Change Management: How to Thrive at Work | Debra Williams | Skillshare

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Change Management: How to Thrive at Work

teacher avatar Debra Williams, Facilitator of New Thinking!

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Taught by industry leaders & working professionals
Topics include illustration, design, photography, and more

Watch this class and thousands more

Get unlimited access to every class
Taught by industry leaders & working professionals
Topics include illustration, design, photography, and more

Lessons in This Class

10 Lessons (40m)
    • 1. Introduction

    • 2. Class Project

    • 3. The Nature of Change

    • 4. Phases of Change

    • 5. Journal: Change Analysis

    • 6. Predictable Reactions

    • 7. Underlying Needs

    • 8. Plan for Action

    • 9. Activate What You've Learned

    • 10. Final Thoughts

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About This Class

Change is constant in both the professional and personal arenas; it is to our benefit to learn how to adapt to change as it occurs, and in its aftermath, so that we may contribute positively to the change effort and demonstrate our value to the organization.

This class is for anyone who is facing change.  Whether the change is something you initiated or one that was thrust upon you, the tools provided in this workshop will help you navigate change effectively and identify obstacles to moving forward.

Meet Your Teacher

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Debra Williams

Facilitator of New Thinking!


Helping people un-jumble their thinking for 15+ years!  Bringing forth the A-Ha Moment is what gives me joy.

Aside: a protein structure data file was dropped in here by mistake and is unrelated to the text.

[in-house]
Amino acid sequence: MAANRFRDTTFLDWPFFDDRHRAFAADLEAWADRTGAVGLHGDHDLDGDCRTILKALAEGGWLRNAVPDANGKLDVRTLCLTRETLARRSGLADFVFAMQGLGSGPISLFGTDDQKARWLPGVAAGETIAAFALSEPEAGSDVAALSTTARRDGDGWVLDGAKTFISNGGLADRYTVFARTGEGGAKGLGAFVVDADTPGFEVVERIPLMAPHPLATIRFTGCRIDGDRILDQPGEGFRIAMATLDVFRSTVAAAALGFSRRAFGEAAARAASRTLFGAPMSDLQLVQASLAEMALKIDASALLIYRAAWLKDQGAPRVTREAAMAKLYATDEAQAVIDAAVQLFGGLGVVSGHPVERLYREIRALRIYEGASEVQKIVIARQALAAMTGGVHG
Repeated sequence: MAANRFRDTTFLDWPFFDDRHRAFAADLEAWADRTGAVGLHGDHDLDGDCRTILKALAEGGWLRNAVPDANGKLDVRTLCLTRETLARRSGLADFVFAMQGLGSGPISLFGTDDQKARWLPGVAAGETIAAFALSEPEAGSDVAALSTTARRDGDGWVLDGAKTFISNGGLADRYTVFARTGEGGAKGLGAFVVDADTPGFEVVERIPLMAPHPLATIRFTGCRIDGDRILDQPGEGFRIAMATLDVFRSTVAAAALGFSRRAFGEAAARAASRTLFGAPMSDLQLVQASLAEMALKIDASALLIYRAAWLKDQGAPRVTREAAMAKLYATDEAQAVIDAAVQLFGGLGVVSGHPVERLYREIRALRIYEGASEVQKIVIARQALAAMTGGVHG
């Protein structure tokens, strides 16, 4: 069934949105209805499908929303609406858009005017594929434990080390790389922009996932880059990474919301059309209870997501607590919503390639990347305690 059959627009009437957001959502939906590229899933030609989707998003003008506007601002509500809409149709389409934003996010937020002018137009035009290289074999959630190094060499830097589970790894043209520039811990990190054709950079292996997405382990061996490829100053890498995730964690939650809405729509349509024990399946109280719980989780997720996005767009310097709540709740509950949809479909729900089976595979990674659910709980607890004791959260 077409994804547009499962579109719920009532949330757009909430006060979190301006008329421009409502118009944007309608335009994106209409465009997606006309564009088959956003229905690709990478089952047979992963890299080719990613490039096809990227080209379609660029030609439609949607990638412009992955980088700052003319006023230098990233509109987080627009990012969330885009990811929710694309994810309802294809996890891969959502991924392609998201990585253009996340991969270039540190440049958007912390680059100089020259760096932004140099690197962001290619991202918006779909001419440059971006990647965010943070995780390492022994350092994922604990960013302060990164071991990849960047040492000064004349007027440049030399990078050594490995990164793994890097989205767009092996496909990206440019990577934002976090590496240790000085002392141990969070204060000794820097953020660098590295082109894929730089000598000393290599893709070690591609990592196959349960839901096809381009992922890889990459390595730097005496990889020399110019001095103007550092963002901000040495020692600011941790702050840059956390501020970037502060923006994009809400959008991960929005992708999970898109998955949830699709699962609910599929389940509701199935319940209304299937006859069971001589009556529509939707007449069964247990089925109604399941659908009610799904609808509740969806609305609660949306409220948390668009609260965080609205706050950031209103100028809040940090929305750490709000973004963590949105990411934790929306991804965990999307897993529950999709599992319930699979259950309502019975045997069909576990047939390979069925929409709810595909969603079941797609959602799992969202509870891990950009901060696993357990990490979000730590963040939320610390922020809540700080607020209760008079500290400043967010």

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1. Introduction: I'm Deborah Williams. I'm the owner of Collective Energy Consulting, and I help people communicate, collaborate and innovate, And no innovation happens without change. So helping people manage to change is an essential part of how I help my clients. Prior to opening collective energy, I was an HR leader within companies such as Kraft Foods, M C, I Telecom, Bear Pharmaceutical and Pepperidge Farm. And I help people adjust to changes is buried as labor contract negotiations. Changes in performance evaluation systems, mergers and acquisitions been merged and acquired, and also a site closure that lasted three years. At the end of which my own position was eliminated. Each event sharpened my awareness of what individuals need when faced with disruptive change. Now is the owner of collective energy. I teach individuals, teams and organizations how to navigate change. I've designed and delivered programs for companies such as Fidelity Investments, Cablevision, Avon and Ekiti. But no matter, the industry managing change remains a challenge, and it all starts at the individual left because we all are affected by change. Our agenda today will cover the fundamentals of managing change as individuals. I teach courses for leaders that are helping teams adapt to change, but today will focus upon you and your own ability to manage through transitions. I will explain why change is so difficult, why we all struggle to some degree when faced with change. Then we'll explore the predictable, typical reactions to change and how to move toward change acceptance. Clearly, adapting to change is not a light switch situation where one day you're unaware of the change and the next you've accepted it and are moving forward. So your class project will involve the creation of an action plan to help you navigate the change that you're currently facing and identify ways to thrive within its. 2. Class Project: today, he will be focused upon your own unique situation. Your class project will be a journal exercise that guides you through an analysis of your reaction to change. You'll identify proactive steps you can take to increase your comfort level with it and make the transition successfully. I have created a template that you'll find under the projects and resource is link, but you're welcome to use any journal that you like. You will want to print out the temp of those so that you can have the thinking prompts available as you work in your journal as classmates, each of you can support one another in your efforts to manage change effectively. You will benefit from reviewing one another's action plans, building upon ideas and sharing suggestions to ensure a successful and less stressful transition. So let's jump right in. Please take a moment to begin jotting down some recent changes that you have faced or currently facing. Write down as many as you can recall on page two of your journal. You can categorize each of the changes in terms of whether or not they were planned or unplanned. Welcome or unwelcome. Once you brainstorm your list please choose one as the focus for the rest of this class. You might want to choose one that is more challenging, perhaps one of the unplanned or unwelcome changes that you're facing. It should also be one that you're willing to share with others. We have the project gallery. Once you've selected one change, that will be your focus. Please take a few minutes to describe it fully on Page three. The goal is to describe it in enough detail that a neighbor or friend could understand it. And we tell it, if it's a change in your professional life, it should also include upstream and downstream changes as well. That is to say, in terms of your organization's workflow, what other departments processes and people will be affected by the change. If it's the change in your personal life, consider what other people in areas of your life might be impacted by the change. Once you have completed the full description, please move on to the next segment, where I'll describe the nature of change. Having a deeper understanding of the psychological impact of change can enable us to work through it. What calmly and productively 3. The Nature of Change: it is completely normal to have strong emotions about change, particularly when it's unexpected and comes as a complete shock to your way of operating. The disruption could be huge, such as bringing home a newborn baby. Or it could be a small thing like being in line at the grocery store and finding out that the register is closed after you've already unloaded your cart onto the conveyor. What's interesting is that we work through the same set of emotions. Regardless, the difference in those two situations is how quickly were able toe work through them. Change can be an emotional roller coaster when it hits its fueled by fear, which leads to frustration, confusion and then anger because we just don't understand what's happening. And we want to quickly return to normalcy where things are calm and easy. But we cannot, and so we've been to start to try to bargain our way out of it if we can. So anyway, we can return to the old way of doing things. Once we realized that that's not necessarily an option, we become anxious as we work really hard to adapt. And there might be some impatience with wanting to get finally to the new normal and get past all this awkward in between, these emotions can be heavily influenced by whether or not we were the ones to initiate change. Buying a new home, for example, well is a choice that we initiate ourselves but can still include all of these emotions and lots of stress. But for many of us, it's more manageable than a change that we did not see coming, such as being transferred to a different department at work simply because we've had more say in the matter. Even when changes out of our control, emotional reactions aren't always negative. There are times when we are curious and excited about the change ahead. Then people who are resilient are more likely to experience some of these more positive emotions, ones that are based in curiosity and creativity. They begin toe, consider the positives of the situation, start testing out new approaches and eventually gained some positive momentum and end up excited about the change. Personal resilience can come from a few different places. It could be your nature. Just some people are more able to roll with the punches than others or past experience may have proven to you that you're capable of navigating difficult change situations or you know how to identify reasons for your own resistance and develop strategies to address and overcome them. This is the focus of our workshop today, growing in your emotional intelligence and understanding of change management concepts. In this way, you can smooth out the curve or at least understand the turbulence that you're experiencing . So this way you won't stall your own efforts to contribute positively to the change. UN remained valued by your organization. So why has changed such a challenge? It's all about survival instinct. There is a section of the brain called the amygdala that goes into overdrive when it's faced with something new. It treats anything new and unexpected as a threat, which triggers the fight or flight response. And even when we are literally running for our lives, as we would have back in the days of the cave people, we still have these internal protections in that show up as resistance to the chain. A big reason why change triggers emotion is that it represents loss. In order to change. We must give something up. A leading expert on managing transitions named William Bridges calls this the endless stage . This stage is about mourning, the loss of things that we're comfortable and familiar, which is really difficult. It's like your favorite pair of well worn shoes. They may not be the most fashionable, but they feel good on your feet, and they've taken you through many, many miles. During this phase, you're letting go of the old, acknowledging your emotions in coming to terms with the new reality the endings faces, then followed by what's called the neutral zone. This is that place where we are no longer in the old situation and not yet established in the new situation. It is the place of transition no one loves. This is all. It is uncomfortable. It's where we experienced confusion and chaos and are likely to question our capability. And it. The third phase is called new beginnings. This is where things become more promising. We test things out, experiment and begin to integrate new experiences with our old ways of doing things and start to embrace new goals. We start to find some traction here. As we experienced some success in the new situation, anxiety diminishes, and we become more and eats when we accept the change to the degree that it now feels normal and part of our routine. 4. Phases of Change: Let's return to the situation I mentioned earlier the time when I was human Resource is manager, and a decision was made to shut down our operation. It was truly a shock to all employees. As the site had been successfully operating and expanding for more than 40 years, Multiple generations of family members worked in this plant for the entire length of their careers. So not only was it disruptive to each individual, it was devastating to entire families as well as the local community. Nevertheless, the decision was made as a result of a product being withdrawn from the market. Clearly, the loss of a steady paycheck was the first fear that was prompted by the site. Closure, followed closely by losing a job I knew how to do and the ability to work with trusted friends and colleagues as they left the organization. I had recently hired a great team, and we were just hitting our stride. I now face the risk that my newest hire would leave the organization right when I needed him. The most trust within the employment relationship, of course, disappeared for all of us, and for many employees, the reaction was to do the bare minimum in order to maintain their eligibility for severance. The feeling of being valued by the organization was lost. Soon after the announcement, we learned that the closure of manufacturing would be a phased approach over a three year period. This, of course, had its pros and cons, the pro being that for those of us who were needed until the very end, we had more time to plan our next career. Me. The Khan, of course, was that we were in the neutral zone for an extremely long period of time. What was that like? Well, once we recovered from the initial shock, my team and I began to understand the importance of our roles within the face shut down. We were able to grab onto the critical aspects of our roles, which had a stabilizing effect for us. We could focus on the needs of our clients, but clearly we were still in the uncomfortable neutral zone. We simultaneously worked on maintaining the engagement of employees because we still had to manufacture lifesaving medication and keep critical roles filled and functional, while at the same time performing out placement and job sourcing. For those who were leaving the organization all this while knowing that our jobs would be eliminated in the end. Throughout the transition, we were trying to assess whether there would ultimately be a role for us inside the organization or whether we should just hurry up and look for a new job on the outside. As the site closure progressed, there were some bright moments. We were able to help hundreds of people find new jobs before their severance ran out. We worked creatively to enable people to stay employed and reach key milestones to ensure that they would remain eligible for their health care benefits and their pensions. Some employees even gave us small gifts as a thank you for helping them through the transition. Imagine getting a thank you gift as you're handing an employee a severance package. We were proud of the way in which we treated people and the creativity that we used to help keep the operation running even while people knew their jobs were being eliminated. As the site closure came to an end, my team and I were offered positions inside the organization. I was extremely proud that we were all retained and I believe it had everything to do with the way we demonstrated resilience and provided valuable service to be employees within manufacturing. And for me, the job I was offered wasn't just any old job. It was a role that I had always wanted within the organizational development function. Much of the work I performed during this massive transition demonstrated to my manager that I would be a good fit in an organizational development, manageable. I had to apply for it and compete against three other people. But in the end, I got the job. Gaining experience as the manager of organizational development was an important career move that ultimately enabled me to become a consultant, which I consider to be one of the best career decisions I've made. It provided a new beginning that has allowed me to choose my projects and create work life balance for myself and my family. In a moment, you're going to return to your class project and think through your own situation through the lens of endings, neutral zone and new beginnings 5. Journal: Change Analysis: Now it's time to turn to pages 45 and six in your journal and think through your own situation, using the lens of endings, neutral zone and new beginnings as you begin this part of your journal project here, some questions to help you identify and categorise the different phases of your experience into these three zones. So, with endings, of course, you're thinking about what you've got to give up in order to make a change. But you also want to take some time at this point to acknowledge any emotions that come up because of that loss. Next to think about the neutral zone, and in particular, is there anything you're still unclear about With regard to the change, this is a great place to capture any remaining questions that you have when things that you're going to need to investigate as part of your action plan have you noticed while you're in this neutral zone. Any attempts to negotiate your way out of the change altogether, allowing your fight or flight instinct to take over its so journal about those moments and try to uncover the reasons behind that which to abandon the change, then journal about what might be beneficial about this change. Consider what might make it more acceptable to you than it is in its current state. Maybe there's ways you can a just modify and negotiate that element of the change rather than trying to negotiate your way out of it completely. It's also important in the neutral zone toe. Identify the things that are not changing as you work through the transition, and if you're not sure, it's a great question to capture. And again it will inform your action planning as we move through the class, knowing what will stay the same will really help you navigate the change because it provides a level of comfort in the things that you can count on when you get to the new beginning stage, and you may not be there yet, but if you are in the new beginning stage, focus your journal on analyzing new possibilities that exist because of the change. Think about how you overcame any anxiety that you may have had in your effort to reach this stage and make note of what worked well for you. Your journal could become a reference guide for many changes in the future. And so taking time to reflect and think through what's working well for you in the midst of change is always a worthwhile effort. Don't be disturbed if you find yourself returning to the neutral zone. It happens all the time because even as we're reaching new beginnings, circumstances can still change. Information can change. Don't be disturbed if that happens. It's not a linear progression by any stretch. Just returned to the questions for Neutral Zone and returned to the concept We're going to continue to discuss throughout the rest of this class as to how best to navigate that uncomfortable neutral place. When we return, we'll consider the predictable reactions to change and the needs that underlie those reactions. 6. Predictable Reactions: change can be described as riding the rapids. It's a lot of turbulence and unpredictability. I love the shot of people riding the rapids because you can see a variety of reactions all within the same. Some people have their eyes shut site and are just clinging on for dear life. Someone else is furiously working to steer the raft and keep everyone safe. Some are just along for the ride, and then you have the man of the far right was actually blowing a kiss at the camera. Clearly, he's not worried about what may come next. Some of us might never sign up for white water rafting and avoid the rapids completely. We all have our own personal level of risk tolerance. But sometimes change is for us to pause. And when that sudden change occurs, it can feel as if we've been tossed into the rapids. Change occurs in all areas of life, and our reactions can be as varied as the ones in this photo. But they are predictable. In my work. Teaching people have a navigate change. I've discovered many models that describe how people react and respond. I decided to simplify things for my clients and create my own description off four different players in the midst of change. First up is the one who initiates change the aims of the folks who are dissatisfied with the current state have a vision for what could be and do their best to get others to buy into the new idea. Next. They're implemented quickly, adapt to the new direction and are eager to make it happen. They are great at generating early winds and leading the way in terms of making the idea our reality. Then you've got folks who want to ignore the change. They dislike disruption. They've seen ideas come and go, and they would rather just keep on keeping on the way things always have. They are inclined to just wait it out and let it pass last. There are those who are so opposed to the change that they actively try to interfere with. This could show up in ways such as constantly pointing out when things are not working or highlighting why the old way was better or it could be more damaging. Where this player actively sabotage is the change. Our test is to recognize where we are along this path. The goal is to find a way to move in a positive direction by identifying and obtaining what we need in order to do so. There is a continuum of acceptance of a change, and what I'd like to do is take you through an exercise where you identify from yourself where you might stand in light of various proposals I'm going to put forward and you'll consider yourselves initiators, implementer Z, those who ignore or those who interfere as we go through these examples. So there will be nine different scenarios that I put up here on the screen, and all I'd like you to do is turn to your journal wary CVS circles represented and just simply jot down a number one through nine as each proposal comes up and put places on the continuum where you would be if that idea proposal or guidelines were adopted. So first up buying were using the latest technology. Whether it's phone, computer, television doesn't matter. Are you the kind of person who is all about getting the latest and greatest or you find every way possible to ignore system updates on your phone you don't like when they change with buttons are number to owning a self driving car. That's something that appeals to you, where you'd be the 1st 1 to adopt it, or is it something you would never trust? Number three. If there were a new policy where if you didn't recycle, you would have to pay an additional $200 a month in taxes? Where would you stand on that new policy? Number four Budget cuts, Whether it's personal or at work, how do you tend to react to them? Number five. How about a 12 month school now on No summers off. Kids go to school. Year round Number six is a job change of any kind. You find a new job to be exciting and refreshing or disruptive and uncomfortable starting a diet that one speaks for itself. Eight redecorating or home improvement projects last but not least, adopting a new picked. There's always a wide variety of reactions to each of these proposals. When I do it with live groups and a lot of things can filter into people's minds when I put each of those ideas up, they're prior experience with those would certainly influence whether they were on the left of the right side of the continuum. A lot of people would shift their position if the idea were tweaked slightly in the way that they would like and many, many times, pretty much 100% of the time. There's a need for more information. Clearly, I've only given you a top line idea of what we're even talking about without fail. Every time I'm in front of a group, someone before moving to one side or the other wants more information once more clarity, and that's informative for us. As we navigate change, it's important to know that people crave information in the midst of change, and the information they receive is a huge determinant of whether they will ultimately stand in favor or against the change. A huge component of change resistance is that lack of clarity. So for this reason, in your journals, you will be prompted to identify what you still need to know about your changed situation. Take a moment and decide where you stand on the change that you are facing In the next segment, we will explore the underlying needs that affect our motivation to accept a given change and move forward with it productively. 7. Underlying Needs: Now I'll spend some time exploring what people need when faced with change. This slide is delivered in its messiness because sometimes it's difficult to articulate what we need in the midst of change in the workplace. It could be even more difficult to express, because maybe we don't want to appear insecure or seeing all the negative or demanding. But those who proactively identify and address their obstacles to moving forward will demonstrate their value much sooner than those who spend their energy worrying and waiting for their unmet needs to be addressed. Humor is definitely helpful. When times were turbulent, it helps ensure that we breathe more deeply. For one thing, it also connects people who are sharing the joke. That could be a great source of comfort in the midst of change. But of course it's not really all. There are some fundamental needs that we have as human beings. And a famous psychologist named Abraham Maslow created a motivational theory model in the shape of impairment to describe them. He chose this form in order to emphasize the point that satisfying the fundamental needs is foundational. We cannot pursue higher level needs unless our primal ones are at first, but the base of the pyramid are physiological needs air, water, food and shelter. Of course, at work, it might translate into having proper air circulation relief from extreme heat and cold, having breaks for food and water. And then at Level two. It's more about the safety, which is super close to the first level, making sure that the place in which we work is free from danger, that we have the right personal protective equipment and job security. Now, when I say job security, I don't mean a guarantee of lifetime employment. Very few employers can offer that. I'm talking about seeing a future for yourself within the organization, though perhaps not in the exact same role that you occupy today. Pushing that idea a little bit further, we could talk about the idea of security through learning and growth. This means the opportunity to develop your skills so that if the business does face of downturn and you need to seek employment elsewhere, you have the experience and transferrable skills that will enable you to find financial security in a new setting. Moving up to level three once the base of the pyramid is satisfied. We can progress to the need for belonging, sense of connection with the organization, our colleagues manager. This is what moments of humor could provide that automatic connection where we feel understood by teammates. And if you can find one person that you trust implicitly one team that you feel part of, then the next level is accessible during times of organisational change. Level three is addressed when you have a role to play specific to helping the change move forward. This is essential for maintaining your engagement and preventing a backward slide toward the neutral zone and the low end of that acceptance continuum, where you might be more inclined to ignore the change or interfere with it. When Level four has been addressed, you're entering into the new beginnings fades. Where do you feel respect it for what you can bring to the effort and recognized for your contribution during change efforts. A great way to satisfy this need is to celebrate the early winds and communicate them to the organization so that you recognized as a change champion. The essential point is that in times of change, it is important to consider these needs as the undercurrent of our ability to adapt to change, whether or not these needs are met has a direct impact upon our motivation to accept and productively contribute to the change effort. We've already discussed how an unexpected change can create the fight or flight response within us, but not all resistance is so easily observed. So the outside signs are evident in the things that we say and do while inwards lines, or what we think feel me observing signs within ourselves can help us figure out what we need to do in order to find a way forward. Let's look at these signs player by player in terms of that change acceptance. So we talked about the initiator. Outwardly, someone who initiate change would describe changes energized, essential, even revitalizing. They're the type to scan for the latest and greatest trends, and they will express impatience with status quo in terms of questions, they tend to ask. It's all about what its possibilities dreaming up the next big thing inwardly, someone who initiates change is thinking evolve or die. We have to keep going with the next best thing in the next iteration or will become irrelevant. Their needs are about stimulation and creativity, and it feeds their need to survive. They want to maintain their position to someone who brings forward the cool, new idea, and so they need freedom to imagine possibilities and support for their new approach. But they also need reality checks for feasibility. In terms of the implementer. Their outward signs would indicate changes that it's a call to action. It's cyclical, so they're prepared for the next generation. When it comes. It's not disturbing to them. They actually find it refreshing. They tend to take direction and run with it. They're energized by the activity, and they're good about getting others involved. We want to get things done. The question they tend to ask is, How can we? It's all about, can do attitude and worldly. Someone who implements change might be thinking. Doing something beats doing nothing like they get energized by that activity. So they are driven by feelings of accomplishment, and they revel in being appreciated and recognized for what they contribute. They just need clear direction, role definition and again, that recognition is everything. Someone who ignores changed sees change as disruptive and a passing fad and somewhat painful because they find like they have gone through it before, over and over. And maybe after a big, painful transition returned right back to the original approach. So they wish it would just go away, and they're willing to wait for it. The outward signs that someone is off this mindset, sticking with what has always worked before, requesting proof of the merits of the new approach to a large degree, just repeatedly saying, Show me the proof that this approach is going to work before I invest my time and energy in helping to make it come to be the question they tend to ask, Why should they just They want the proof before they invest inwardly, someone who ignores change might think to themselves. This too shall pass. They will feel whiplashed by change efforts and somewhat betrayed. They feel like past experience has proven them to be correct, that it wasn't worth the turbulence and the disruption to change things because it either didn't work or someone else came in and reverse it back to the original state to enable them to move along with the change. What they need most is to have any incremental progress that is positive needs to be highlighted to them and shared with them and explain to them in the context of why the change was necessary. It is super beneficial to give them a role to play, even if it's a small piece of the puzzle. Doesn't matter what Once they start to see a connection between progress being made and the initial reason for the change, they're more inclined to come along fit when it comes to someone who is more inclined to interfere with the change. Outwardly, you won't hear them asking a lot of questions about the change because they're not spending time on it. They don't care. They just want to run. And they're trying to take others with them. They describe change as threatening and destructive and scared. Inwardly, though, they're afraid. And it's because in the past, a change situation created trauma for that. Either they lost their financial security or worse so underneath there reaction is this past experience that's feeding that's here. What they need most is for their concerns to be hurt, to be actively addressed and to give them the rationale for the change seven times because in the midst of change. People don't take in the information or the messaging until they've heard it seven times. That sounds like a lot, but the bottom line is if you're in charge of a change and you're introducing it, if you think you've repeated yourself too many times, probably say it one more time because when people are frightened, they're only taking in part of the information each time share and ideally, you're able to bring them along and work in terms of positive consequences. But there are some people who are completely obstructionist and eventually need to leave the organization because they're just never gonna come along and they're hurting your efforts. So now I'd like you to take a moment and return to your journal and think through which reactor is most descriptive off you in light of the change that you're facing and then go to Pages seven and eight of your journal and take some time to consider what you need. In order to move forward with the change, the needs that you identify will form a part of your plan for action in our next class. Second 8. Plan for Action : we have reached the key part of your class project the Change Management Action Plan. Your plan will include a description of the change and why it's necessary. This articulation will help when you share your action plan with others and will also keep you grounded. And why the effort is worth what you want to establish clear goals that are time bound as you would with an eagle. But we can write them in a specific way that enhances your ability to get it done. Breaking down the actionable steps for ourselves is essential in ensuring our success and giving us the small winds that keep our motivation going to the next step and then the one after that behavior changes most reliably and effectively when we do three things. The first is to anchor the behavior at a time and place in our day so that it's descriptive and you can picture it in your mind. So it becomes when I when I sign into my computer in the morning when I make a couple coffee before I start the day when I shut down for the evening. And the second part is to describe what you're no longer going to do so. That part becomes instead up so went on, and instead and then the last piece is declare what you will do instead, that's easy. That just becomes I will. So if this were trying to change your habits to lose weight, it might be when I break for lunch instead of running to the microwave, I will run the stairs for 10 times before I have lunch so you can picture what time of day lunchtime instead of running to the microwave, I will run up and down the stairs sometimes, so that's a very clear picture in your mind. It's doable. It's simple enough, and it's it doesn't overwhelm. So the challenges for us, too Kraft part of our plan of action in that way. And it's It's like the behavior change about response to change. So you'll have elements of your change action plan that are very concrete having to do with something you need to take care of for the business. But this one is about how you're going to respond to change in a different way. So how might that look using this formula? So 1st 1 let be when I begin my work day. Instead of jumping onto email, I will review my change action plan and identify one thing that I could do to day that will go furthest toward helping me accomplish my change action. So it's a grounding yourself in the plans that you don't give in to feelings of overwhelm, and also that you don't jump onto email as a sidestep as a way to avoid dealing with the changes. So when I instead off, I will and they'll be a few more samples of these goals that I have pre written that you can choose from. But you certainly can right a version that makes most sense for you. The idea is to make something that is actionable relevant to what you're trying to accomplish and hopefully sustains your ability to navigate. Change. That's the idea is to make change a little bit more doable by giving yourself something super actionable and in terms of trying to change how we operate. Then you'll identify some rewards for yourself to keep your motivation going as you make progress on your plan to communicate with others about the progress you're making is key, not only to engage additional support, but also it lets others know that you are participating productively in the implementation of the plan. Finally, no action plan is complete without a time to reflect upon what you've learned throughout the process, so that would be another key piece of your plan. 9. Activate What You've Learned: In addition to this habit focused commitment from the flip chart, I'd like to provide you with a few other options to support your success in activating what you've learned. This 1st 1 was focused upon preventing your action plan from sitting on a shelf. His next goal is focused upon managing your emotions during the transition and reducing feelings of overwhelm by gathering more information. Gaining clarity about the change and how affects you directly is one of the key strategies for helping you move forward with change. This one is focused upon that rule of seven, which is the number of times people need to hear a message before they're able to act upon , particularly in the midst of change. Similarly, this next commitment is focused upon your emotions. During transition, butts focused less upon information gathering and more upon revisiting Maslow's hierarchy of needs. Here, you identify the source of your anxiety and actively pursue a solution that will help you meet the need and enable you to move further up that pyramid. This last one is focused upon activating what you've learned about different players in the midst of change. In this commitment, you're focused upon identifying where coworker stands on the continual change by asking them a question, you will better understand any concerns they have implementing change Rather than rely upon assumptions in this way, you will uncover roadblocks to their cooperation and build connections with them by making them feel her. So, as you can see, each of the four suggested commitments have different areas of focus. They're zeroing in on different points that were made throughout class. So it's up to you to choose the one that you think meets your goals for activating what you've learned and will help serve your change management plan most effective. If none of those four pre written commitments speak to you, you can certainly create your own just by following his four key points in the sun rates. By describing the time in place, we will focus upon the new approach, describing the behavior like to place, articulating what you want to do instead and of course, sharing your goal with some miles declaring your intent provide you with an additional level of motivation because now someone else is aware of the commitment that you've made, and that makes you less likely to abandon 10. Final Thoughts : Okay, so we've reached the end of the course, but got some final thoughts for you. Your journal includes question props and space to put down your thoughts about your progress over the next 30 days. I strongly encourage you to put a weekly reminder in your calendar right now. Plus one of the 30 day mark thes reminders will be instrumental in helping you stay focused upon making progress against your goals. And it will ensure that you're rewarded for the time that you spent in this class today learning how to respond productively to change. I look forward to seeing your project posted in the gallery and supporting your change. I'd like to return to what I said at the start of this class. Every innovation requires change. Managing change requires great communication and conflict management skills, which is why collective energy consulting is focused upon providing skill development across all these areas. Here are some ways that we can help you and your organization continue to survive and thrive in the midst of change. See our website for more details on how we do it